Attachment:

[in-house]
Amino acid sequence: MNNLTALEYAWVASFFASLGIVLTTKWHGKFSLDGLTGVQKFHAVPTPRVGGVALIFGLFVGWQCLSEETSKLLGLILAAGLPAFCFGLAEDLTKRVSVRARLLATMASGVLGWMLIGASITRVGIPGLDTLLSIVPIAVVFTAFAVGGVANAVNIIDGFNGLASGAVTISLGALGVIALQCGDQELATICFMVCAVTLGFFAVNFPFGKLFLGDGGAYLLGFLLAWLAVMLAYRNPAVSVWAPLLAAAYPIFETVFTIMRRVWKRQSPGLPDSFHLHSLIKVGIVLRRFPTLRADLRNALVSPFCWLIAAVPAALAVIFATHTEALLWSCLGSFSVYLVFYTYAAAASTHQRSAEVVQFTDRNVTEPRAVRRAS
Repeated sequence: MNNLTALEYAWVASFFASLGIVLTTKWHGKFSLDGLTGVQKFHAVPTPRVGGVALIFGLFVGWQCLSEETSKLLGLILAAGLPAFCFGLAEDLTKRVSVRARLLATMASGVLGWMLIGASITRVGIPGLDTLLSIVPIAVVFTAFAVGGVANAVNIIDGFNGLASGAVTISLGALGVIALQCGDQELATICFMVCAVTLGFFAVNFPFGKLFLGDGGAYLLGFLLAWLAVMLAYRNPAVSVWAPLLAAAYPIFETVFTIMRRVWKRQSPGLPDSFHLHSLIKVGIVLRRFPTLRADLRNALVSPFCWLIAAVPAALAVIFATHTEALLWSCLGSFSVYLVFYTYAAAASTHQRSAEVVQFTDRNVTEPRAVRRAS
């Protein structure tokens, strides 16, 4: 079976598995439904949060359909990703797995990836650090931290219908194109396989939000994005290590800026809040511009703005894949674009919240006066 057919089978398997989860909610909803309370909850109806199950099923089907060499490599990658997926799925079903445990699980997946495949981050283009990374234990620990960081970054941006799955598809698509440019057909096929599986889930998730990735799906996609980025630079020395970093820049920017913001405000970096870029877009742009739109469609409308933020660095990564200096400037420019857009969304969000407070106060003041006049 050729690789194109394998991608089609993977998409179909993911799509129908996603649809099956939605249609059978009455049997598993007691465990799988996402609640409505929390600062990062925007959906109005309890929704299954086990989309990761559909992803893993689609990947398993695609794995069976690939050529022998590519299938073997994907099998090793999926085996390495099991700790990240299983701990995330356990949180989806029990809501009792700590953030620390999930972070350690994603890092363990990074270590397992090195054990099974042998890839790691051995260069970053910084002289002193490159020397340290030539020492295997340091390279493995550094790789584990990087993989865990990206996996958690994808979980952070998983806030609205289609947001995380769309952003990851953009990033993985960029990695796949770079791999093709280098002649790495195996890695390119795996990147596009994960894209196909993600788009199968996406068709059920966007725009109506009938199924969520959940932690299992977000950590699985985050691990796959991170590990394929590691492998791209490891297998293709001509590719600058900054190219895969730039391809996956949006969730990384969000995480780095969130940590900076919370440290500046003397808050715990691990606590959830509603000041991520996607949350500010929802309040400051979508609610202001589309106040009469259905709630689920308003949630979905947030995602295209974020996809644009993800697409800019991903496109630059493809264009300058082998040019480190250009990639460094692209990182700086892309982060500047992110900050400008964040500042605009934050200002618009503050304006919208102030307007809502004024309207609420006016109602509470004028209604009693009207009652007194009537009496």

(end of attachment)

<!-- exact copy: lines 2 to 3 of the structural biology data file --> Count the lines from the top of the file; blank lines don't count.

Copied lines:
Amino acid sequence: MNNLTALEYAWVASFFASLGIVLTTKWHGKFSLDGLTGVQKFHAVPTPRVGGVALIFGLFVGWQCLSEETSKLLGLILAAGLPAFCFGLAEDLTKRVSVRARLLATMASGVLGWMLIGASITRVGIPGLDTLLSIVPIAVVFTAFAVGGVANAVNIIDGFNGLASGAVTISLGALGVIALQCGDQELATICFMVCAVTLGFFAVNFPFGKLFLGDGGAYLLGFLLAWLAVMLAYRNPAVSVWAPLLAAAYPIFETVFTIMRRVWKRQSPGLPDSFHLHSLIKVGIVLRRFPTLRADLRNALVSPFCWLIAAVPAALAVIFATHTEALLWSCLGSFSVYLVFYTYAAAASTHQRSAEVVQFTDRNVTEPRAVRRAS
Repeated sequence: MNNLTALEYAWVASFFASLGIVLTTKWHGKFSLDGLTGVQKFHAVPTPRVGGVALIFGLFVGWQCLSEETSKLLGLILAAGLPAFCFGLAEDLTKRVSVRARLLATMASGVLGWMLIGASITRVGIPGLDTLLSIVPIAVVFTAFAVGGVANAVNIIDGFNGLASGAVTISLGALGVIALQCGDQELATICFMVCAVTLGFFAVNFPFGKLFLGDGGAYLLGFLLAWLAVMLAYRNPAVSVWAPLLAAAYPIFETVFTIMRRVWKRQSPGLPDSFHLHSLIKVGIVLRRFPTLRADLRNALVSPFCWLIAAVPAALAVIFATHTEALLWSCLGSFSVYLVFYTYAAAASTHQRSAEVVQFTDRNVTEPRAVRRAS